Civil Practice Law and Rules §603 provides that "...[i]n furtherance of convenience or to avoid prejudice the court may order a severance of claims, or may order a separate trial of any claim, or of any separate issue...." The "companion" provision concerning consolidation provides "...when actions involving a common question of law or fact are pending before a court, the court, upon motion, may order a joint trial of any or all the matters in issue, may order the actions consolidated, and may make such other orders concerning proceeding therein as may tend to avoid unnecessary costs or delay." See, Civil Practice Law and Rules §602(a). Similarly, the related provision on joinder of parties codifies the discretionary entitlement possessed by individuals to seek relief jointly when their claims arise out of the "same transaction, occurrence, or series of transactions or occurrences...if any common question of law or fact would arise." See, Civil Practice Law and Rules §1002(a). The decision on whether claims should be heard together is clearly within a trial court's discretion.

Defendant suggests that because each claimant here is asserting a different alibi defense involving different witnesses and time frames this will prejudice the State. As recited in the Defendant's motion papers the alibi defenses do not negate one another - or otherwise compromise consistency - thus this suggestion is somewhat opaque. Similarly, different experiences during their confinement in State correctional facilities is urged as another reason why the State would be prejudiced, as is the State's possible future problem with negotiating a just result should facts come to light during discovery that might warrant disparate treatment for one of the individual claimants. Again, the Court is not persuaded.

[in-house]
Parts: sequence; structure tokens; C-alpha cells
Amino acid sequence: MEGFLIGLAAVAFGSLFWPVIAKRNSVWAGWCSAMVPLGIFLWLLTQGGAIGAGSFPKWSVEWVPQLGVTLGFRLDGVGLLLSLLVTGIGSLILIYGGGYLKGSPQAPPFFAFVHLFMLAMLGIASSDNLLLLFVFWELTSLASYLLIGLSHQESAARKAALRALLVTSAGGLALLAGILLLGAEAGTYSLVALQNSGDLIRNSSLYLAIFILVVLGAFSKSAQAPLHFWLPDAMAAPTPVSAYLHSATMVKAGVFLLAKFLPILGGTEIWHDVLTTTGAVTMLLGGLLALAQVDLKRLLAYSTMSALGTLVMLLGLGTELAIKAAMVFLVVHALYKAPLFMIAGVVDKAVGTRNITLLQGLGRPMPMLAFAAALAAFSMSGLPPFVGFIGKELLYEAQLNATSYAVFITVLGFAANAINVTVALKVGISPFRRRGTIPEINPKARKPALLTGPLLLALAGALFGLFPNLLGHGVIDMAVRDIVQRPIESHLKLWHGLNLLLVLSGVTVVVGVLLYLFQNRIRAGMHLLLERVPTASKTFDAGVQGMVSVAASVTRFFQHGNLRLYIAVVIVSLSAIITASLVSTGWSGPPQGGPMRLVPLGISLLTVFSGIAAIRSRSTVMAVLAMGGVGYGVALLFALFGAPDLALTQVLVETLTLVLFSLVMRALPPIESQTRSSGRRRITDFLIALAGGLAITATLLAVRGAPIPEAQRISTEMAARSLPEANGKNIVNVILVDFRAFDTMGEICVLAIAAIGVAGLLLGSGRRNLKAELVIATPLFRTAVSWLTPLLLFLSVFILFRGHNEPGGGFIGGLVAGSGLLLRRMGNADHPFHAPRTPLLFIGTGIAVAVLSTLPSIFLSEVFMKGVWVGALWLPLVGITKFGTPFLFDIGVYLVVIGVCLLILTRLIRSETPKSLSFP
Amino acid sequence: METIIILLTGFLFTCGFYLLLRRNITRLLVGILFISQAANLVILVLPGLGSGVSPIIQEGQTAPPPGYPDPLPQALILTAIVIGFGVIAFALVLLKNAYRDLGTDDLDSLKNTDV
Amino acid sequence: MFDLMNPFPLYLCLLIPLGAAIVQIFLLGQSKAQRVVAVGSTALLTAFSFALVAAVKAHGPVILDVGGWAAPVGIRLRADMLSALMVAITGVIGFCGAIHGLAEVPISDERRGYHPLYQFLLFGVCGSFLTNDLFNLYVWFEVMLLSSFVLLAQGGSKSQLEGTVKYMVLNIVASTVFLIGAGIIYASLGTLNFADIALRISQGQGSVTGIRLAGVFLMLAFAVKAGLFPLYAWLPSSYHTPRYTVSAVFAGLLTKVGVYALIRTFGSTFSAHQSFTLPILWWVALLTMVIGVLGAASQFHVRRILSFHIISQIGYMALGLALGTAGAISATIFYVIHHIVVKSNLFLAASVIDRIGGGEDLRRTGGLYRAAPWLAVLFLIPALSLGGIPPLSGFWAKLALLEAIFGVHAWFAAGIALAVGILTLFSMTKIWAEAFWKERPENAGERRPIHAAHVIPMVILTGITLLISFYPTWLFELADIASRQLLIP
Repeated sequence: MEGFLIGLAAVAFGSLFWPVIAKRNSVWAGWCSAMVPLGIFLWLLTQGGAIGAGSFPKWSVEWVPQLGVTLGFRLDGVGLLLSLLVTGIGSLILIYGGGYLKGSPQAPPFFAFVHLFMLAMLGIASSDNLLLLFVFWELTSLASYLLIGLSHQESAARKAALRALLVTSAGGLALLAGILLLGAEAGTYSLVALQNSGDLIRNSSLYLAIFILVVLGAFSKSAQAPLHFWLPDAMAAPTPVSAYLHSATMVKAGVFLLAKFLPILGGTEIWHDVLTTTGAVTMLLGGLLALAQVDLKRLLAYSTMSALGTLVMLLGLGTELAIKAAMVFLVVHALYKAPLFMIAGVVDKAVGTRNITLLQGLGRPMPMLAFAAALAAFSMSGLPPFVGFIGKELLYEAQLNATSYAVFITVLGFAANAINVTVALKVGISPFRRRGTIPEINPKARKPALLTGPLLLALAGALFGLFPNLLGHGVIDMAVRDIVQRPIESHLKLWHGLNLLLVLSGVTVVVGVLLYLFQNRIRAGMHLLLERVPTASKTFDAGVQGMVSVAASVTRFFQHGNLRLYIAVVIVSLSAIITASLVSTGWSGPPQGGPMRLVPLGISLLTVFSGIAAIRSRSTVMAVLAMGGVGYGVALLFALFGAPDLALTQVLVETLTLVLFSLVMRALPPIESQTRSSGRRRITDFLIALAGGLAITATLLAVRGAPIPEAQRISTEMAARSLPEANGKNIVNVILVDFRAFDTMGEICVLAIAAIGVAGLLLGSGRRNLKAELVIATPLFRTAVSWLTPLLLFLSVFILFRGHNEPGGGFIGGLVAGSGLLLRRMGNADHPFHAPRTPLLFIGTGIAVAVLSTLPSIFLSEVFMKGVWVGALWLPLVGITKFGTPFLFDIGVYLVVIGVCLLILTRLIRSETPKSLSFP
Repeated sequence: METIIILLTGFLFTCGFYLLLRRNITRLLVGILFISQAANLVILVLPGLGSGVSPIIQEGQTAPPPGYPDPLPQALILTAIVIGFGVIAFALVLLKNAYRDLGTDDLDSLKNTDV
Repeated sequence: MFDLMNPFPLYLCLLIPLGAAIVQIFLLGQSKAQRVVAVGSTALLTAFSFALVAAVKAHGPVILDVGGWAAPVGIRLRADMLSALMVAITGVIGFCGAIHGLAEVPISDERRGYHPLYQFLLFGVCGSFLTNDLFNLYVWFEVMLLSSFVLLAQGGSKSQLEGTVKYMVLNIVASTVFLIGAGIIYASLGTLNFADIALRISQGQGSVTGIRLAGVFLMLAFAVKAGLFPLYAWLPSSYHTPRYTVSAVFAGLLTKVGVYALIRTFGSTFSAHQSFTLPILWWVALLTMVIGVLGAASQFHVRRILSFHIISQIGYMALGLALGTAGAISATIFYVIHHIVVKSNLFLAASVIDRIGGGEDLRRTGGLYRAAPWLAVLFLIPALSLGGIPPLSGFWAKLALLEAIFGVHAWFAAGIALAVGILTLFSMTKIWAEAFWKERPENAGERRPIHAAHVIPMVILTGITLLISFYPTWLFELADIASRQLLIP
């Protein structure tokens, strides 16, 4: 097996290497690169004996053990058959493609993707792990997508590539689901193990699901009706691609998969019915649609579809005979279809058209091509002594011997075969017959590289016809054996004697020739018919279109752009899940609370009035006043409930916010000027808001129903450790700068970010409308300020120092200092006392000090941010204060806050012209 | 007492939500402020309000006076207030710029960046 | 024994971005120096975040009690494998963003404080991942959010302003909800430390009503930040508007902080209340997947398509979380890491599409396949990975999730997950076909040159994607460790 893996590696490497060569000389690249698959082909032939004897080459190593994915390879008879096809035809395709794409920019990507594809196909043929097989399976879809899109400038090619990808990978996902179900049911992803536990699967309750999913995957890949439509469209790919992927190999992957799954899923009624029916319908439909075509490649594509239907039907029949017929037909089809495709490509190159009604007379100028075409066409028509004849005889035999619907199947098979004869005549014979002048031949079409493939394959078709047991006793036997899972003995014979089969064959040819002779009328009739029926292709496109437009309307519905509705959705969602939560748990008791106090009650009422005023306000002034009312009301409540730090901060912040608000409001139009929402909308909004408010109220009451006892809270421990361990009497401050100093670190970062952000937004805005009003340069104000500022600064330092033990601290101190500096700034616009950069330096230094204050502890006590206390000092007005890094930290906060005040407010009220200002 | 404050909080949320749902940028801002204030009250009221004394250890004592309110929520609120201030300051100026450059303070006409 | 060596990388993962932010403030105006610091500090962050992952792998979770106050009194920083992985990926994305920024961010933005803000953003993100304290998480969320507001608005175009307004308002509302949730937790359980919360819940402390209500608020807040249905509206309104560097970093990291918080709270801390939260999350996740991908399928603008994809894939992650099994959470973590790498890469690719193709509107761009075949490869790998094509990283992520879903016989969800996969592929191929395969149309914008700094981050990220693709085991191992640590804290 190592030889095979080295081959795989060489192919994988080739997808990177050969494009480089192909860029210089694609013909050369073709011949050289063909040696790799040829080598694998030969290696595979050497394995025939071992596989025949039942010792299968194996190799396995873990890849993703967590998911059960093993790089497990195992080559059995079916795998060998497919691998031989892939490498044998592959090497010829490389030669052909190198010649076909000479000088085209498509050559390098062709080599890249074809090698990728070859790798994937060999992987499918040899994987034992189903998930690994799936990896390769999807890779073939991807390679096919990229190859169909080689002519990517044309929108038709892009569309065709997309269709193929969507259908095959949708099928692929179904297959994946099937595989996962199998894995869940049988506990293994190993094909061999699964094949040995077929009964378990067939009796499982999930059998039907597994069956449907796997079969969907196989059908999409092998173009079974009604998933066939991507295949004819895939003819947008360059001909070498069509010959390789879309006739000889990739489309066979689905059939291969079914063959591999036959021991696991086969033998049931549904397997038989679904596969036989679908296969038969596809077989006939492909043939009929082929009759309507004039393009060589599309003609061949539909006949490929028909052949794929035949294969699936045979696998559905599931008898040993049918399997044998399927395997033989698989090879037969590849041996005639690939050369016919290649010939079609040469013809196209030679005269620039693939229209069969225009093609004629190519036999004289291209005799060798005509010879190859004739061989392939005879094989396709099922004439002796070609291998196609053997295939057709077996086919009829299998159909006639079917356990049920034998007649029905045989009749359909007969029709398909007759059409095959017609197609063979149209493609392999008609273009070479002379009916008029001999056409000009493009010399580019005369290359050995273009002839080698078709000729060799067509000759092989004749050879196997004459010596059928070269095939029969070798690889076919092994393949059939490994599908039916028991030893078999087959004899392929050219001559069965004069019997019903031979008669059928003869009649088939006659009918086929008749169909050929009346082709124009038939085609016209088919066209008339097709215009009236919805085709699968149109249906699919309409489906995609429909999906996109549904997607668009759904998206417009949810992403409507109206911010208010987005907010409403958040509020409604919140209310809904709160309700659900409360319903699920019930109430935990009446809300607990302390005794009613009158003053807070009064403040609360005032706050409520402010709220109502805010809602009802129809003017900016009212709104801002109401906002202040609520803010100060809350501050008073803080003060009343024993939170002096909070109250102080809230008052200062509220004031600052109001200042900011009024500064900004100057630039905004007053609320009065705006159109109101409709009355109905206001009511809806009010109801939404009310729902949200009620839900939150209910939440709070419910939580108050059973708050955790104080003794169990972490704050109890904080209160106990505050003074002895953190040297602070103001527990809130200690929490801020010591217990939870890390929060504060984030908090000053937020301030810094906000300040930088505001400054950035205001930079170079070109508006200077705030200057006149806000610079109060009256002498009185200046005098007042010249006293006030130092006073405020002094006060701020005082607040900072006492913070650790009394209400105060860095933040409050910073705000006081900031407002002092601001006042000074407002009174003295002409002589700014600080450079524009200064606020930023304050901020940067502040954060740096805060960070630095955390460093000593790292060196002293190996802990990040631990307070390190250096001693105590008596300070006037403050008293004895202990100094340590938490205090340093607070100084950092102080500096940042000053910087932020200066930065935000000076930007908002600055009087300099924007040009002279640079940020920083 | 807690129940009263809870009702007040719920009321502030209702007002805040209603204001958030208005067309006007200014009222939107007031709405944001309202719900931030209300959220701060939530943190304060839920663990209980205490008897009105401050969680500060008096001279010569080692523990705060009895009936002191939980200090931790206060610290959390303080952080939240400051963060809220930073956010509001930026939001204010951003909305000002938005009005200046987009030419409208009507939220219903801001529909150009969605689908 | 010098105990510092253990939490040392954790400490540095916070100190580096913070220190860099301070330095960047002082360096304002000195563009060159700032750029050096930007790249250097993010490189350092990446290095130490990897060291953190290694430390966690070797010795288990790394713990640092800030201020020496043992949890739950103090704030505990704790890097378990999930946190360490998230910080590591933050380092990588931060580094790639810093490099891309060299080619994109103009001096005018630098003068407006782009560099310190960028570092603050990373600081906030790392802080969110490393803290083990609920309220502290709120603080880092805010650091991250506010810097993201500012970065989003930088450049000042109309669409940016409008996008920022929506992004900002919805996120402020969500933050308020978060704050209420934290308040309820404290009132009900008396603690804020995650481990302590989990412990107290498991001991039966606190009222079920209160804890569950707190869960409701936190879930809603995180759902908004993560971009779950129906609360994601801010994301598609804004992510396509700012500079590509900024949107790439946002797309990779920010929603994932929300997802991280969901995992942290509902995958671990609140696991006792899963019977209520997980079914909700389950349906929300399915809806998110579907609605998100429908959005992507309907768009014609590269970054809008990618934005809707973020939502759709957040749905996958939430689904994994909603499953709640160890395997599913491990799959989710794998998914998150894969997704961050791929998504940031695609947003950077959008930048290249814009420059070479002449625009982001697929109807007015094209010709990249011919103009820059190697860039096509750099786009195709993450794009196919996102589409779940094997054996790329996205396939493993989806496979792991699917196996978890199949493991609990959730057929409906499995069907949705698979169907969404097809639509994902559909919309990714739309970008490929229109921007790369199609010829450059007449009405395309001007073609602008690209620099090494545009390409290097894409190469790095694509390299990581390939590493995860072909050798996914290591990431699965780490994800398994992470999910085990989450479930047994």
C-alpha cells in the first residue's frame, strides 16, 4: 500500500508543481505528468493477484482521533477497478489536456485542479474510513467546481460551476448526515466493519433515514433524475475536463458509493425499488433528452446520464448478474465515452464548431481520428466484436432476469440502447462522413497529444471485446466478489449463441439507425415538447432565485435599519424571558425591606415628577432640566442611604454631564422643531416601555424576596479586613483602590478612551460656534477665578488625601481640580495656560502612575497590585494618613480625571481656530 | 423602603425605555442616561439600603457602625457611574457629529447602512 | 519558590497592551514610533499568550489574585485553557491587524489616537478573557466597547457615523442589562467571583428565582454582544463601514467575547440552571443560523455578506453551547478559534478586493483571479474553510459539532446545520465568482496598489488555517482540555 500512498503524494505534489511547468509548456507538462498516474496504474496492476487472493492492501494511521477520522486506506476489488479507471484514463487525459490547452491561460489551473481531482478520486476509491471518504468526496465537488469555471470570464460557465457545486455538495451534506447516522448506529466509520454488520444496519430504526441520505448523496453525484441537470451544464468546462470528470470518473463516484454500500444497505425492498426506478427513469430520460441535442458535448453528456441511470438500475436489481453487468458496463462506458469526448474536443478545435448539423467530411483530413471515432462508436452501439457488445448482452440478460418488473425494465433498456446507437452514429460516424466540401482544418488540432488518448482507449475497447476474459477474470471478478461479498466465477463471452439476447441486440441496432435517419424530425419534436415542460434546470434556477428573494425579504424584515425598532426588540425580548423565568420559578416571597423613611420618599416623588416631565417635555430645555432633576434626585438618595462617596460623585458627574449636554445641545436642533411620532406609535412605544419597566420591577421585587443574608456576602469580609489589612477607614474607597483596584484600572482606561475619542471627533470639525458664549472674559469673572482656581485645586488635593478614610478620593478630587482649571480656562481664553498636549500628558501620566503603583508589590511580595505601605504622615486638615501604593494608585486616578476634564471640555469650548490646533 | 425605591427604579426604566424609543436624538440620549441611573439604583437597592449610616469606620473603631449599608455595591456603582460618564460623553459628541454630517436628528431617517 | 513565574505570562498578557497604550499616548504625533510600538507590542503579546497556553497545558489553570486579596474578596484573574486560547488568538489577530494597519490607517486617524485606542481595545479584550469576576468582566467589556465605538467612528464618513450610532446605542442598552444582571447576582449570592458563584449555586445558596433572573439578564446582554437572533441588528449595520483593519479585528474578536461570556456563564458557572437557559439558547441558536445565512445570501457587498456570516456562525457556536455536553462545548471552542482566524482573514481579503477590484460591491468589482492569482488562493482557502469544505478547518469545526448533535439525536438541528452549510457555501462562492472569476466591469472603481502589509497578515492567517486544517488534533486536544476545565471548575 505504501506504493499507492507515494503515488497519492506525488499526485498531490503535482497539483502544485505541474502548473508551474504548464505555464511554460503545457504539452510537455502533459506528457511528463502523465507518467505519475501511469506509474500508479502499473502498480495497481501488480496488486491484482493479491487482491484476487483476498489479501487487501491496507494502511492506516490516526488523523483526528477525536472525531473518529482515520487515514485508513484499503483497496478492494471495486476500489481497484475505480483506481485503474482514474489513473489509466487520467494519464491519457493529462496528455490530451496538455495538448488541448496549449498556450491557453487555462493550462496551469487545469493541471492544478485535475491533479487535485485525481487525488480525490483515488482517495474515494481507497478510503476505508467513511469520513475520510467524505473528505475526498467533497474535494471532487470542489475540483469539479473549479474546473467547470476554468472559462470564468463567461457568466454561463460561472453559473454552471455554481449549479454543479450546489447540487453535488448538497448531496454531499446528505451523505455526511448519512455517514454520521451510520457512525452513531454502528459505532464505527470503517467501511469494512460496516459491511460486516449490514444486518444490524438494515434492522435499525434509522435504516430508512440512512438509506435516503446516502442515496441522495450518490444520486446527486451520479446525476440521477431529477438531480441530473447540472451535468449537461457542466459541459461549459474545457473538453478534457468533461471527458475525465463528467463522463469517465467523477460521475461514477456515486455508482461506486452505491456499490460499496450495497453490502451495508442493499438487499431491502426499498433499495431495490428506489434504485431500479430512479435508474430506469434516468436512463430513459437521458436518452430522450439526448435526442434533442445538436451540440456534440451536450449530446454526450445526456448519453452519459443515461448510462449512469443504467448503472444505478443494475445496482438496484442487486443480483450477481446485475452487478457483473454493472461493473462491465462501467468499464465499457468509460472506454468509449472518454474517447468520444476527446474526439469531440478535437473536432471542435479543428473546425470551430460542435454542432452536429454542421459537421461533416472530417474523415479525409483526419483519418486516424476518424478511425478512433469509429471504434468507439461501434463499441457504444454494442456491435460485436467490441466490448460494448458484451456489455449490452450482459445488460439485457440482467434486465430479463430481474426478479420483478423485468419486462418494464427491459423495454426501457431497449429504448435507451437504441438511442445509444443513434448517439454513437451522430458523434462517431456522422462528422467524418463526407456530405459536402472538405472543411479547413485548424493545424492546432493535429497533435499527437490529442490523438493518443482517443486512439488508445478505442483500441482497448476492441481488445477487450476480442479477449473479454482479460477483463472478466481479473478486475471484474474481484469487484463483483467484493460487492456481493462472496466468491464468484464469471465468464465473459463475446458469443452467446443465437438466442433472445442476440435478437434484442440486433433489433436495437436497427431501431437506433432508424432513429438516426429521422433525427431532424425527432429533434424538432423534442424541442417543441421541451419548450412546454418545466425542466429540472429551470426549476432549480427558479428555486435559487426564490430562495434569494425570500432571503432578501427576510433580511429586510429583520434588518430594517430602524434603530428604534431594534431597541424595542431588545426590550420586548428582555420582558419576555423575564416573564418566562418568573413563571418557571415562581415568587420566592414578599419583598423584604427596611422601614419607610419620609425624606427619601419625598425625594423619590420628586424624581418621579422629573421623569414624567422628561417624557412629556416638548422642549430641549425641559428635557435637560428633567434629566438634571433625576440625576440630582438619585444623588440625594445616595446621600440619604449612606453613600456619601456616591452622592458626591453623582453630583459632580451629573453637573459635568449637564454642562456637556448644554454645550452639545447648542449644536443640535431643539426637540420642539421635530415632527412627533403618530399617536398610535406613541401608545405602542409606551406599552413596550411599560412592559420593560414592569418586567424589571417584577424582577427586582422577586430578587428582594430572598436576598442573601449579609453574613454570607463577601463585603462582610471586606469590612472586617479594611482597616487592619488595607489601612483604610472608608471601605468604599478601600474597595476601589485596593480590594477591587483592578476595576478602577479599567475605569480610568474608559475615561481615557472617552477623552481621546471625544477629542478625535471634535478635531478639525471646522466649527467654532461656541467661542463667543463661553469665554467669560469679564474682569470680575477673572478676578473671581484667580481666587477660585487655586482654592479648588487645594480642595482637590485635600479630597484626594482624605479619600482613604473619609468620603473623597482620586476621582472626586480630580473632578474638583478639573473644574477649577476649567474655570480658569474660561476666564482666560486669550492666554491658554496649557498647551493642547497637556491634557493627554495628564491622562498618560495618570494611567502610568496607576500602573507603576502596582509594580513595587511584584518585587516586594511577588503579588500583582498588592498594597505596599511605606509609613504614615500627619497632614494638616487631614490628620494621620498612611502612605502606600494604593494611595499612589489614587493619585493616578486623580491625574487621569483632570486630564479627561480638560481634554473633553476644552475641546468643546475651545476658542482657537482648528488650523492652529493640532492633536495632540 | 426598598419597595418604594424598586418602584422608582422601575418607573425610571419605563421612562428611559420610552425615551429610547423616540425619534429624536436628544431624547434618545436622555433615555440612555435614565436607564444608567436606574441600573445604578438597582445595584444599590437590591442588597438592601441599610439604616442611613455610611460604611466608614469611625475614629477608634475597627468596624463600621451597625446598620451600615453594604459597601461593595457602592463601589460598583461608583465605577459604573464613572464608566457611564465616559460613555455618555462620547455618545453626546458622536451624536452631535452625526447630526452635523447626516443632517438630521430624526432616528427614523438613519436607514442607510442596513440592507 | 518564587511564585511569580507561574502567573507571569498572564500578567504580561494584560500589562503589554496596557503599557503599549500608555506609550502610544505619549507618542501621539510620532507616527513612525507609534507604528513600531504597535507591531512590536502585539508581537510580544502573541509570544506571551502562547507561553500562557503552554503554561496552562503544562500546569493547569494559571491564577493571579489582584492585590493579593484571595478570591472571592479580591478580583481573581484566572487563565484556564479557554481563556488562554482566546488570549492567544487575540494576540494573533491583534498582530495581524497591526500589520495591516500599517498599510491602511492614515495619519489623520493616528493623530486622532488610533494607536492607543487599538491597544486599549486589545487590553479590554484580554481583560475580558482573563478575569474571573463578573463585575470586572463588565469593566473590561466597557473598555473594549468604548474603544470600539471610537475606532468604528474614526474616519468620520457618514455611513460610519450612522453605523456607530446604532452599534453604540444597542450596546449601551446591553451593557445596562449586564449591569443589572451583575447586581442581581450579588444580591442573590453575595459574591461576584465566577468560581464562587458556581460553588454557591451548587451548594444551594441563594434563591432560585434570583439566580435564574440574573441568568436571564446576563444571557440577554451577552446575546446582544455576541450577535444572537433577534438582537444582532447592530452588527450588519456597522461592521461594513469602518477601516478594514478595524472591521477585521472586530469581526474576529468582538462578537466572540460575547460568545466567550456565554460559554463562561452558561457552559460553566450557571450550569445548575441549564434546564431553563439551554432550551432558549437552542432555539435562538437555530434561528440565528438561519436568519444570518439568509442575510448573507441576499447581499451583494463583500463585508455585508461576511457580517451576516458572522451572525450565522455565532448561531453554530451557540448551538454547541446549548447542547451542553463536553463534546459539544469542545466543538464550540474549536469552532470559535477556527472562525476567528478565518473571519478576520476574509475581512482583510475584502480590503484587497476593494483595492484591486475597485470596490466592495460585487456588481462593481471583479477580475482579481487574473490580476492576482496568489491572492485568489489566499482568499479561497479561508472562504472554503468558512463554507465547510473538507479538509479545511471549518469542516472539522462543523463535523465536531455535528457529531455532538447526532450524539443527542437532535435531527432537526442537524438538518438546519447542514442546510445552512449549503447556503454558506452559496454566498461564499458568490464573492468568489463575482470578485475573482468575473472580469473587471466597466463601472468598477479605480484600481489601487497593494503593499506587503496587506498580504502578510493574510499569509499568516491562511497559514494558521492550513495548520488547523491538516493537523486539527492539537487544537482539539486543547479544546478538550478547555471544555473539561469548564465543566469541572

If anything, it would save time, money, and prevent the waste of judicial resources to proceed with discovery on the claim with respect to both Claimants as an initial matter. Should it appear at some future time that some less speculative reason for severance is warranted, certainly counsel may make the appropriate application. At this juncture, however, it is simply not sustainable for the reasons advanced by Defendant.

Accordingly, Defendant's Motion Number M- 66493 is in all respects, DENIED.

May 22, 2003
White Plains, New York

Judge of the Court of Claims

[1] Although it is not clear from the text whether the claims were brought separately or jointly, in Gittens v State of New York, 132 Misc 2d 399 (Ct Cl 1986), the Court considered together the claims of five different inmates seeking damages under various theories of false imprisonment and wrongful confinement, without flinching from the task.